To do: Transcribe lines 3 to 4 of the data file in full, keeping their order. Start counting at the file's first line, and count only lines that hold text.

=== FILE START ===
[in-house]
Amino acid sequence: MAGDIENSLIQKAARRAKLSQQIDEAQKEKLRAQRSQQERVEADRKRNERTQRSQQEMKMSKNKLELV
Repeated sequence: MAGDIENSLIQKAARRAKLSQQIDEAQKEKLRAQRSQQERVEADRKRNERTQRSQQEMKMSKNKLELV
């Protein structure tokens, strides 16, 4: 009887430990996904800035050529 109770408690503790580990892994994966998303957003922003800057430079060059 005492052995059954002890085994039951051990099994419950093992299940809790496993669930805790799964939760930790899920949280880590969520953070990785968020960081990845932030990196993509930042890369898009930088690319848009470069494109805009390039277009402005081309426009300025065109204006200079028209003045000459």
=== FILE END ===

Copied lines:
Repeated sequence: MAGDIENSLIQKAARRAKLSQQIDEAQKEKLRAQRSQQERVEADRKRNERTQRSQQEMKMSKNKLELV
């Protein structure tokens, strides 16, 4: 009887430990996904800035050529 109770408690503790580990892994994966998303957003922003800057430079060059 005492052995059954002890085994039951051990099994419950093992299940809790496993669930805790799964939760930790899920949280880590969520953070990785968020960081990845932030990196993509930042890369898009930088690319848009470069494109805009390039277009402005081309426009300025065109204006200079028209003045000459």